Full-waveform inversion (FWI) in its classic form is a method based on minimizing the [Formula: see text] norm of the difference between the observed and simulated seismic waveforms at the receiver locations. The objective is to find a subsurface model that reproduces the full waveform including the traveltimes and amplitudes of the observed seismic data. However, the widely used [Formula: see text]-norm-based FWI faces many issues in practice. The point-wise comparison of waveforms fails when the phase difference between the compared waveforms of the predicted and observed data is larger than a half-cycle. In addition, amplitude matching is impractical considering the simplified physics that we often use to describe the medium. To avoid these known problems, we have developed a novel elastic FWI algorithm using the local-similarity attribute. It compares two traces within a predefined local time extension; thus, is not limited by the half-cycle criterion. The algorithm strives to maximize the local similarities of the predicted and observed data by stretching/squeezing the observed data. Phases instead of amplitudes of the seismic data are used in the comparison. The algorithm compares two data sets locally; thus, it performs better than the global correlation in matching multiple arrivals. Instead of picking/calculating one stationary stretching/squeezing curve, we used a weighted integral to find all possible stationary curves. We also introduced a polynomial-type weighting function, which is determined only by the predefined maximum stretching/squeezing and is guaranteed to be smoothly varying within the extension range. Compared with the previously used Gaussian or linear weighting functions, our polynomial one has fewer parameters to play around with. A modified synthetic elastic Marmousi model and the North Sea field data are used to verify the effectiveness of the developed approach and also reveal some of its limitations.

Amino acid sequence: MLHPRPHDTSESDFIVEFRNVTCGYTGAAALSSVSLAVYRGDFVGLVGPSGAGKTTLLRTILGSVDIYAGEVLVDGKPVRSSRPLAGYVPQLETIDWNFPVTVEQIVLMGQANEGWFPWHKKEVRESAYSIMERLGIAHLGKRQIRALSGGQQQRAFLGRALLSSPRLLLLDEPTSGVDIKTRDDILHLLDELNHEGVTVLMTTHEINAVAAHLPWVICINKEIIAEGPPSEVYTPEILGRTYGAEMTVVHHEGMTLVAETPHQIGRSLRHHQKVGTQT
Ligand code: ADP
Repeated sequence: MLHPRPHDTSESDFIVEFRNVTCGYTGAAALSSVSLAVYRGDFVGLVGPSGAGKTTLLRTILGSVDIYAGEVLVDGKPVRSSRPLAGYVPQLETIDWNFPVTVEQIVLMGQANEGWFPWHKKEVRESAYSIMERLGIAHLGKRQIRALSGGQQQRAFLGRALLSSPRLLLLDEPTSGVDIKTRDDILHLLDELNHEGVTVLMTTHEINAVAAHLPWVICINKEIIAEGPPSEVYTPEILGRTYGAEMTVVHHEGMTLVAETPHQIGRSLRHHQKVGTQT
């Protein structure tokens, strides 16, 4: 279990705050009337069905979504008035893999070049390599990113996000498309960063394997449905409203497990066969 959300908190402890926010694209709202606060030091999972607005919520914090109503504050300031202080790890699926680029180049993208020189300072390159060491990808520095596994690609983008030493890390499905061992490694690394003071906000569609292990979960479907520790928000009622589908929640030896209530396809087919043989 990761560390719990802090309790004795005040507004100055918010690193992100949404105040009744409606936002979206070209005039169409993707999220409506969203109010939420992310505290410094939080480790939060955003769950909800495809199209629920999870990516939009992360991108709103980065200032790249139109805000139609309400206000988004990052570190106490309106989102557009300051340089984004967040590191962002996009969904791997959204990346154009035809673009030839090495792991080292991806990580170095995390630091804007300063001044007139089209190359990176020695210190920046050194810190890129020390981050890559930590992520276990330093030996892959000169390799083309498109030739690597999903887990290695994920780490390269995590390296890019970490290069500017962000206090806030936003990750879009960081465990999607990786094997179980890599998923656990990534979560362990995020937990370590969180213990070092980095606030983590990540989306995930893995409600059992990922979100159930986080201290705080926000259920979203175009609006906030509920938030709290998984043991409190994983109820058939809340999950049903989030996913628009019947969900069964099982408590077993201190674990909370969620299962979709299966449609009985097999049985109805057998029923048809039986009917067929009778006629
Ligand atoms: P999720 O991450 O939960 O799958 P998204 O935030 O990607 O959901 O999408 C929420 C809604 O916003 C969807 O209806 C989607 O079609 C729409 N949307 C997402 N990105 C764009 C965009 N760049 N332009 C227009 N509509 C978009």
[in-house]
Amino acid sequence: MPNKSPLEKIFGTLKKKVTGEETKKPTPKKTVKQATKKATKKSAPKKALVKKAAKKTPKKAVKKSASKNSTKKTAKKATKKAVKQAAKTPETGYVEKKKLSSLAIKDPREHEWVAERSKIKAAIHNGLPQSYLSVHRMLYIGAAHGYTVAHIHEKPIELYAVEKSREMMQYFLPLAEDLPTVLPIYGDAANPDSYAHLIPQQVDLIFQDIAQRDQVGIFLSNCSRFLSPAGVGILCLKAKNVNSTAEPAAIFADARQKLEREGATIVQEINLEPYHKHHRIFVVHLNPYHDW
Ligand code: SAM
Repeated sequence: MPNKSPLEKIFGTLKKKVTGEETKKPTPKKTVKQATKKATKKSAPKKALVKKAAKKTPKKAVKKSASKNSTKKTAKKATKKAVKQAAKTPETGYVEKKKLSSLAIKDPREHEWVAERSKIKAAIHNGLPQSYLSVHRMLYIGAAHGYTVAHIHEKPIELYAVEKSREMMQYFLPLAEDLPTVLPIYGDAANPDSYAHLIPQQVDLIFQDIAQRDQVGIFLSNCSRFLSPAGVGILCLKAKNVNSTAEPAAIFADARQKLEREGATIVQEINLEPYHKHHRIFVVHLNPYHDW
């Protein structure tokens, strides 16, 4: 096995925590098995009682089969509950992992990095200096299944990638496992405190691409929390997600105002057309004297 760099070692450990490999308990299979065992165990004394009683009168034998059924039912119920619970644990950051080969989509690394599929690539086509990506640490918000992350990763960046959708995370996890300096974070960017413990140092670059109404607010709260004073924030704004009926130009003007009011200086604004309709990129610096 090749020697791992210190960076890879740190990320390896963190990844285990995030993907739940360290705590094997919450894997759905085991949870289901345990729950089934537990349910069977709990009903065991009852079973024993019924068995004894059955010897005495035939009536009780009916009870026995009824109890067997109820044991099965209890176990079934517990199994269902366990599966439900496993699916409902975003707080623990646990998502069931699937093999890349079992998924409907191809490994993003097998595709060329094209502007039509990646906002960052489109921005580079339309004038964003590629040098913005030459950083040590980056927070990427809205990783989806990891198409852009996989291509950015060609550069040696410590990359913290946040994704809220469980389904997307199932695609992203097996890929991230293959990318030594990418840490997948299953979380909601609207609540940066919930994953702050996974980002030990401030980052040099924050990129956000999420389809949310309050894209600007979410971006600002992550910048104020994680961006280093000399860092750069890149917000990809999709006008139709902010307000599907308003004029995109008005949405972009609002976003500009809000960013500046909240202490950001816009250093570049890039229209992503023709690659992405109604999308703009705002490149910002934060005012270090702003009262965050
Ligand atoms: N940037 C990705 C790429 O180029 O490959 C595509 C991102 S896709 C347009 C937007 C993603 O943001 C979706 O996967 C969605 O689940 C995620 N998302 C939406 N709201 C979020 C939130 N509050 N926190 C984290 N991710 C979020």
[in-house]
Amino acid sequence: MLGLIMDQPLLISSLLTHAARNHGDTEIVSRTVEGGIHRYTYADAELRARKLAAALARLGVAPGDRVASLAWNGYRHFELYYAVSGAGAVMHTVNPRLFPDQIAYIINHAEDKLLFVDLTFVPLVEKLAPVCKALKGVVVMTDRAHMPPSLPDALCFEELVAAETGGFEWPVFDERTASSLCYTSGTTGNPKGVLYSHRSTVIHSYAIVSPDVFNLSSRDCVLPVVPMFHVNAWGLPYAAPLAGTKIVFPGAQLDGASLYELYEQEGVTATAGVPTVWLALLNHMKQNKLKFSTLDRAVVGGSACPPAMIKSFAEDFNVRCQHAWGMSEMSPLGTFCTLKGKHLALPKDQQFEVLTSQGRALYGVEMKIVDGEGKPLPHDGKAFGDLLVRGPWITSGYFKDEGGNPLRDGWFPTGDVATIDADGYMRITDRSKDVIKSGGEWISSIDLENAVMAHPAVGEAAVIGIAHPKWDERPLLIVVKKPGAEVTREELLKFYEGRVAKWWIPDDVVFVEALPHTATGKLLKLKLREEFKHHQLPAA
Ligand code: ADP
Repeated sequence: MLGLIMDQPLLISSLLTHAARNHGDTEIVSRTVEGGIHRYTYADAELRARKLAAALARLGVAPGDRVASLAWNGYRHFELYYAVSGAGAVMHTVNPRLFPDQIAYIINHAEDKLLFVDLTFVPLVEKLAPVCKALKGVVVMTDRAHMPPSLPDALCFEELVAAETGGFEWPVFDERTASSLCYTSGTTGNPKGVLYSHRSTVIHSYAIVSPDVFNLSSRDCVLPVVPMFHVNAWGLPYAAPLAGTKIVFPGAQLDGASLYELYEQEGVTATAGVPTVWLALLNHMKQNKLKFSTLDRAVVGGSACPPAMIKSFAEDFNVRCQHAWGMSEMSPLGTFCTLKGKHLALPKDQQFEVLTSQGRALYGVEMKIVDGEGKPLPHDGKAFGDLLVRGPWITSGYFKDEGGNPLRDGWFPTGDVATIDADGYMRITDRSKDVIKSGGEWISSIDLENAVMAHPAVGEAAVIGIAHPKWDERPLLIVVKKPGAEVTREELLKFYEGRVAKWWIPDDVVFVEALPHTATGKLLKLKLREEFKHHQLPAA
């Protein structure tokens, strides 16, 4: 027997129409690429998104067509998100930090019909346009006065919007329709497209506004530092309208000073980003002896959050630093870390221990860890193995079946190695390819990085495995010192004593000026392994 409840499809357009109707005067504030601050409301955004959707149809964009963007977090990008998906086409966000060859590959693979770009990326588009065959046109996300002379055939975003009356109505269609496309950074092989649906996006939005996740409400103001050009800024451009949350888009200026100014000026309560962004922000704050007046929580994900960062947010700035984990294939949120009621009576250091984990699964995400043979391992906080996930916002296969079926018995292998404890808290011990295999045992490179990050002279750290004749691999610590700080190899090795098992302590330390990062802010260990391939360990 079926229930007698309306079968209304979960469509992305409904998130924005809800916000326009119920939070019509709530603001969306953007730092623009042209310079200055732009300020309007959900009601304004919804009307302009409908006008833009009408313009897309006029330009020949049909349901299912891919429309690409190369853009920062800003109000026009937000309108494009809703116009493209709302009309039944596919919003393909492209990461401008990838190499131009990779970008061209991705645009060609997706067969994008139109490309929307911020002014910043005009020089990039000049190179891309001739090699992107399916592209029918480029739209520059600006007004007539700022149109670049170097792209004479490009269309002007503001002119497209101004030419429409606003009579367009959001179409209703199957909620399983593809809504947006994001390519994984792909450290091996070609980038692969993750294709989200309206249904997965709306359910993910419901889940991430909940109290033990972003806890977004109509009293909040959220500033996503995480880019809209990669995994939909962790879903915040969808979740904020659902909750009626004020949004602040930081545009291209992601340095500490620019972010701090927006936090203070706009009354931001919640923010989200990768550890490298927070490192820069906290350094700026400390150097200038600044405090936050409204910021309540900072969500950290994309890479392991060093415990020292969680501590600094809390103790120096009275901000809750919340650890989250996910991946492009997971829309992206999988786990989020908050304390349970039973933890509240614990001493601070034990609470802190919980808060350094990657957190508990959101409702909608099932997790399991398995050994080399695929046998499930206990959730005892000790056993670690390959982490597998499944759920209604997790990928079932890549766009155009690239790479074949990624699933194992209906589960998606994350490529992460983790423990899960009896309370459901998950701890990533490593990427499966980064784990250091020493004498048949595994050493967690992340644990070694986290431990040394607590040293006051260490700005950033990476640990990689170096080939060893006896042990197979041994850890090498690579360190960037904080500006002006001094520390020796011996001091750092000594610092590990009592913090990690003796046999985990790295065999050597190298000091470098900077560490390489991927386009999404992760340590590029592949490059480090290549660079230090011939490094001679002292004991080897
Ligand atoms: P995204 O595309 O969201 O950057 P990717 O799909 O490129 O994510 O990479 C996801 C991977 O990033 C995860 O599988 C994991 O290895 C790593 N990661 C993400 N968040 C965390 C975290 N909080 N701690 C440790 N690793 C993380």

|Original language||English (US)|
|Number of pages||1|
|State||Published - Aug 23 2019|
Bibliographical noteKAUST Repository Item: Exported on 2020-10-01
Acknowledgements: We thank Y. Liu and Z. Wu for their helpful discussions. We also thank Y. Liu, W. Weibull, and two anonymous reviewers for the effort put into their review of this paper. We thank the King Abdullah University of Science & Technology (KAUST) for its support and specifically the seismic wave analysis group members for their valuable insights. We thank Equinor and the former Volve license partners ExxonMobil E & P Norway AS and Bayerngas Norge AS for the release of the Volve data. The views expressed in this paper are the views of the authors and do not necessarily reflect the views of Equinor and the former Volve field license partners. For computer time, this research used the resources of the Supercomputing Laboratory at KAUST in Thuwal, Saudi Arabia.